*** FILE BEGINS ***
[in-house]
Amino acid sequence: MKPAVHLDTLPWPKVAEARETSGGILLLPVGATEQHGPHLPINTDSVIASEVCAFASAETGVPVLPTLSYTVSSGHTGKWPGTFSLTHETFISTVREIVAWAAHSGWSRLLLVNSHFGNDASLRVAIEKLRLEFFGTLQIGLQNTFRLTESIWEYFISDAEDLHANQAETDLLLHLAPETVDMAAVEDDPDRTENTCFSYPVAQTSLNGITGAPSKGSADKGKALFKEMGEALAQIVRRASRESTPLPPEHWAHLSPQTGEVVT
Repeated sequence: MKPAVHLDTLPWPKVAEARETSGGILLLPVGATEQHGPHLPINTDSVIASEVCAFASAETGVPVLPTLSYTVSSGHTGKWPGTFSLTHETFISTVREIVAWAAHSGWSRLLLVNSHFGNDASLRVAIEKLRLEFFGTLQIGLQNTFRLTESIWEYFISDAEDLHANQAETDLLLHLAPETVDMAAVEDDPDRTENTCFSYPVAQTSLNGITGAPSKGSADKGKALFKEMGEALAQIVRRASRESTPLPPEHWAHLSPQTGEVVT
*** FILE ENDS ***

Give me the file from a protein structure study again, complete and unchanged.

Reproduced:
[in-house]
Amino acid sequence: MKPAVHLDTLPWPKVAEARETSGGILLLPVGATEQHGPHLPINTDSVIASEVCAFASAETGVPVLPTLSYTVSSGHTGKWPGTFSLTHETFISTVREIVAWAAHSGWSRLLLVNSHFGNDASLRVAIEKLRLEFFGTLQIGLQNTFRLTESIWEYFISDAEDLHANQAETDLLLHLAPETVDMAAVEDDPDRTENTCFSYPVAQTSLNGITGAPSKGSADKGKALFKEMGEALAQIVRRASRESTPLPPEHWAHLSPQTGEVVT
Repeated sequence: MKPAVHLDTLPWPKVAEARETSGGILLLPVGATEQHGPHLPINTDSVIASEVCAFASAETGVPVLPTLSYTVSSGHTGKWPGTFSLTHETFISTVREIVAWAAHSGWSRLLLVNSHFGNDASLRVAIEKLRLEFFGTLQIGLQNTFRLTESIWEYFISDAEDLHANQAETDLLLHLAPETVDMAAVEDDPDRTENTCFSYPVAQTSLNGITGAPSKGSADKGKALFKEMGEALAQIVRRASRESTPLPPEHWAHLSPQTGEVVT